|The Mammals of Texas -
Rodentia : Family Muridae : Peromyscus
gossypinus (Le Conte)
Description. A medium-sized,
heavy bodied, white-footed mouse; tail much shorter than
head and body, between three and four times the length of
hind foot and not sharply bicolor, but darker above than
below; ears small (16-18 mm from notch); upperparts mummy
brown, the mid-dorsal area suffused with black; sides
bright russet; underparts creamy white; feet white, but
tarsal joint of heel dark like leg. External measurements
average: total length, 180 mm; tail, 78 mm; hind foot, 23
mm. Weight, 34-51 g.
This mouse is most easily confused with
mouse (Peromyscus leucopus),
from which it can be distinguished by larger size (weight
usually over 30 g in adults as opposed to 15-25 g in leucopus)
and longer skull (27 mm or more in gossypinus and
less than that in leucopus).
Distribution in Texas. Found in woodlands
in eastern one-fourth of state.
Habits. Cotton mice are
typically woodland dwellers and occur along water courses
where stumps, down logs, and tangles of brush and vines
offer suitable retreats; frequently they occur in
woodland areas bordering open fields. They have been
trapped in eastern Texas in canebrakes, under logs, and
around and in old, tumbledown buildings in wooded areas.
That they are adept at climbing and may live off the
ground in hollows in trees as indicated by the capture of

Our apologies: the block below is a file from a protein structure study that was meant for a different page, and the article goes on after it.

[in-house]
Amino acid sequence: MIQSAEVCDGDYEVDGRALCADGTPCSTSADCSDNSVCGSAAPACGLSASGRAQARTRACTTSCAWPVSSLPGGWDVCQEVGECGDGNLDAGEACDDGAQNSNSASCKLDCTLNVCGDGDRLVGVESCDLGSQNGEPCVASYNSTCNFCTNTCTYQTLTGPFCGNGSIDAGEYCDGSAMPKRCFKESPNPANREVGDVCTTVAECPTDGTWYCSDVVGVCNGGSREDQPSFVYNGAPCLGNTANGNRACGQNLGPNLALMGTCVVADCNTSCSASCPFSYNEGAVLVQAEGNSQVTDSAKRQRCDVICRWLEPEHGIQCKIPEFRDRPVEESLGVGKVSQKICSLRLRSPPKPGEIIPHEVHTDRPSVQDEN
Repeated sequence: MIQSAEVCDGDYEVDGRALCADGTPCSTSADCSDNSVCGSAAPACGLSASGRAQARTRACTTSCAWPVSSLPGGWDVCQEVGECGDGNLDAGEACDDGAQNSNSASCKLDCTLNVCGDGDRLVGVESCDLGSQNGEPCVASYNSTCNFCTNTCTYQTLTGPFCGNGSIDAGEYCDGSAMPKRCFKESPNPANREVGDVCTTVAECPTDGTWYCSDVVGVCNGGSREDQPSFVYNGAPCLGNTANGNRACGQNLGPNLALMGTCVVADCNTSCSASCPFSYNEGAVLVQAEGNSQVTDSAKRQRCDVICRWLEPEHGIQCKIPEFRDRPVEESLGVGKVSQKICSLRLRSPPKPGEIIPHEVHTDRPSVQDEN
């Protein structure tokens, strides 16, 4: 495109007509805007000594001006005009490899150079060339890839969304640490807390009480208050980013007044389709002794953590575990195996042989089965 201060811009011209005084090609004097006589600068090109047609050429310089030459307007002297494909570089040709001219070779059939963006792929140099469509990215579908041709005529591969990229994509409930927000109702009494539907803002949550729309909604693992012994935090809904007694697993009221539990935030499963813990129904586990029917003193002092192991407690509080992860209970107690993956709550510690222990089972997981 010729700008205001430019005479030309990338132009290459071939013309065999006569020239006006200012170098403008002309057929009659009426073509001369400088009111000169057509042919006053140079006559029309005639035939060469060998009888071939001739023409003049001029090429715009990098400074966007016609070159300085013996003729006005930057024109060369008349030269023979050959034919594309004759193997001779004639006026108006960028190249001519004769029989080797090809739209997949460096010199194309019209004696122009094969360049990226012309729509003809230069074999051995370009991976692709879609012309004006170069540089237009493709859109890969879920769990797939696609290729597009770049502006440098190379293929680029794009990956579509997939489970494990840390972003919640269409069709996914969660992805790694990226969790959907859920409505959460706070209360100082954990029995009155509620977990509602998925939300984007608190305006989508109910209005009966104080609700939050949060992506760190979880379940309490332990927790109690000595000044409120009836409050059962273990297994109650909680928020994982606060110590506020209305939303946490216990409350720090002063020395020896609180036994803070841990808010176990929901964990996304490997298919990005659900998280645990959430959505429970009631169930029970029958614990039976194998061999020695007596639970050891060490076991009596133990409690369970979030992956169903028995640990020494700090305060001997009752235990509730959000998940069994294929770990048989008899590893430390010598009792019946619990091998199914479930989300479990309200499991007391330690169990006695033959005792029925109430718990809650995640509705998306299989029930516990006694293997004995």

individuals in live traps set on platforms in trees.
Their other habits are not well-known.
Nothing specific is known of their natural foods,
although cotton mice are omnivorous. Over one-half of
their diet may be made up of animal matter and food
availability probably determines the dietary composition.
Captive mice seemed to relish rolled oats, wheat, corn,
and bread. Green foods were eaten sparingly.
Breeding may occur throughout the year
although there is a decline in reproductive activity
during the summer months. In Texas, most breeding
commences in late August, reaches a peak in November,
December, and January and subsides by early May. The
gestation period is about 23 days in non-nursing females
and about 30 days in females which are nursing a previous
litter. Adult females may produce four or more litters a
year. The litter size ranges from one to seven and
averages three or four. The young are naked and blind at
birth. Their ears open in 5 or 6 days at which age their
incisor teeth erupt. Their eyes open in about 13 days and
shortly after that they begin to eat solid foods. They
are completely weaned at an age of 20-25 days. They
become sexually mature at about 60-70 days of age.
The name cotton mouse was applied to
the species by Le Conte, who found that the mice often
used cotton for nest construction. Ordinarily, however,
they do little or no damage to cotton or foodstuffs.